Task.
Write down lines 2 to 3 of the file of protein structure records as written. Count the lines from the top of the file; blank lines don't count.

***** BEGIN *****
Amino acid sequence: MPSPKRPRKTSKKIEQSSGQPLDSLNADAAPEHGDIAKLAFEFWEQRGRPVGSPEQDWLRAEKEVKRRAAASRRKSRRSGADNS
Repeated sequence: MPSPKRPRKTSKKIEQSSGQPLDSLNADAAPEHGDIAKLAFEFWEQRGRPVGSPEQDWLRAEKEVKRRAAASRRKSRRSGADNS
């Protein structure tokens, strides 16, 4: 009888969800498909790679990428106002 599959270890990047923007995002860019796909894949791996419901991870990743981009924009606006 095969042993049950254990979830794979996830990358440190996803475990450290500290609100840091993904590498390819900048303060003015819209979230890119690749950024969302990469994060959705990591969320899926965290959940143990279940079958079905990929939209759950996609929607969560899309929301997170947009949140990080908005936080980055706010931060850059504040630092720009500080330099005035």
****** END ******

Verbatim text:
Repeated sequence: MPSPKRPRKTSKKIEQSSGQPLDSLNADAAPEHGDIAKLAFEFWEQRGRPVGSPEQDWLRAEKEVKRRAAASRRKSRRSGADNS
């Protein structure tokens, strides 16, 4: 009888969800498909790679990428106002 599959270890990047923007995002860019796909894949791996419901991870990743981009924009606006 095969042993049950254990979830794979996830990358440190996803475990450290500290609100840091993904590498390819900048303060003015819209979230890119690749950024969302990469994060959705990591969320899926965290959940143990279940079958079905990929939209759950996609929607969560899309929301997170947009949140990080908005936080980055706010931060850059504040630092720009500080330099005035």